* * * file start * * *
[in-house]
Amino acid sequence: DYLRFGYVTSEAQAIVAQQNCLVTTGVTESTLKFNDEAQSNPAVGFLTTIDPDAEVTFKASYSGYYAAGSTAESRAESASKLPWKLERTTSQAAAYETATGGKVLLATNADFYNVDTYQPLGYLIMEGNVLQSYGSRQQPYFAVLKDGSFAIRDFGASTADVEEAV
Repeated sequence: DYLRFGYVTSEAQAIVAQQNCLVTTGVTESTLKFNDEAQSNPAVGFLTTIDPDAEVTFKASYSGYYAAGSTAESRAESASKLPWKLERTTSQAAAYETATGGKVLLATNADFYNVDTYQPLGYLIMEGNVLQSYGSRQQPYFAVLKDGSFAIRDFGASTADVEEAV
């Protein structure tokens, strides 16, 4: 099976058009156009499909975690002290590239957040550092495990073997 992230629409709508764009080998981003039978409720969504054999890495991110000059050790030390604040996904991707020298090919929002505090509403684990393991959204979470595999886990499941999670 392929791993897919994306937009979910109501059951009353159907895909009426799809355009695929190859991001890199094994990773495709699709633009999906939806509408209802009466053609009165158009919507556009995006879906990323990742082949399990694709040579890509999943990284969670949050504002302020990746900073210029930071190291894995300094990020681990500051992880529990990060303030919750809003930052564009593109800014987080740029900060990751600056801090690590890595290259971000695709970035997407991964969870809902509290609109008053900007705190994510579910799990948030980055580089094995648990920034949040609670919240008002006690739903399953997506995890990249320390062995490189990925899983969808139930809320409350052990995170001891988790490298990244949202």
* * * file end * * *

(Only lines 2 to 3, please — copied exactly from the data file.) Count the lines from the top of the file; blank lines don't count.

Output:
Amino acid sequence: DYLRFGYVTSEAQAIVAQQNCLVTTGVTESTLKFNDEAQSNPAVGFLTTIDPDAEVTFKASYSGYYAAGSTAESRAESASKLPWKLERTTSQAAAYETATGGKVLLATNADFYNVDTYQPLGYLIMEGNVLQSYGSRQQPYFAVLKDGSFAIRDFGASTADVEEAV
Repeated sequence: DYLRFGYVTSEAQAIVAQQNCLVTTGVTESTLKFNDEAQSNPAVGFLTTIDPDAEVTFKASYSGYYAAGSTAESRAESASKLPWKLERTTSQAAAYETATGGKVLLATNADFYNVDTYQPLGYLIMEGNVLQSYGSRQQPYFAVLKDGSFAIRDFGASTADVEEAV